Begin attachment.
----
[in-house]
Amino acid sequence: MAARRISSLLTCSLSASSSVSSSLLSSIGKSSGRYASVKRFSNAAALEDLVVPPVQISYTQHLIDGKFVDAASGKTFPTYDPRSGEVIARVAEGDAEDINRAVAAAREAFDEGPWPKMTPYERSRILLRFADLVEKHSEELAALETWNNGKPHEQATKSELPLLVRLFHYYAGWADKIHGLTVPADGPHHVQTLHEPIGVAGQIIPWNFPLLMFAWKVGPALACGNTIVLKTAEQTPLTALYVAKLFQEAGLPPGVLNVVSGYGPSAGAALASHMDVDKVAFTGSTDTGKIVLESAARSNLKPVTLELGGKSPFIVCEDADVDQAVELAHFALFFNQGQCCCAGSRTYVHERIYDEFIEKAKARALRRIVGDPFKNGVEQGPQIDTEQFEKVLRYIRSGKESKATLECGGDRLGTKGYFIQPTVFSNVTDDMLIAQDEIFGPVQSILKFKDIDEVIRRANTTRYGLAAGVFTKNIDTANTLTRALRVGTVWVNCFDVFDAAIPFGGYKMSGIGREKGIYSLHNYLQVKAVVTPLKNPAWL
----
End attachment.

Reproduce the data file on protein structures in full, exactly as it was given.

[in-house]
Amino acid sequence: MAARRISSLLTCSLSASSSVSSSLLSSIGKSSGRYASVKRFSNAAALEDLVVPPVQISYTQHLIDGKFVDAASGKTFPTYDPRSGEVIARVAEGDAEDINRAVAAAREAFDEGPWPKMTPYERSRILLRFADLVEKHSEELAALETWNNGKPHEQATKSELPLLVRLFHYYAGWADKIHGLTVPADGPHHVQTLHEPIGVAGQIIPWNFPLLMFAWKVGPALACGNTIVLKTAEQTPLTALYVAKLFQEAGLPPGVLNVVSGYGPSAGAALASHMDVDKVAFTGSTDTGKIVLESAARSNLKPVTLELGGKSPFIVCEDADVDQAVELAHFALFFNQGQCCCAGSRTYVHERIYDEFIEKAKARALRRIVGDPFKNGVEQGPQIDTEQFEKVLRYIRSGKESKATLECGGDRLGTKGYFIQPTVFSNVTDDMLIAQDEIFGPVQSILKFKDIDEVIRRANTTRYGLAAGVFTKNIDTANTLTRALRVGTVWVNCFDVFDAAIPFGGYKMSGIGREKGIYSLHNYLQVKAVVTPLKNPAWL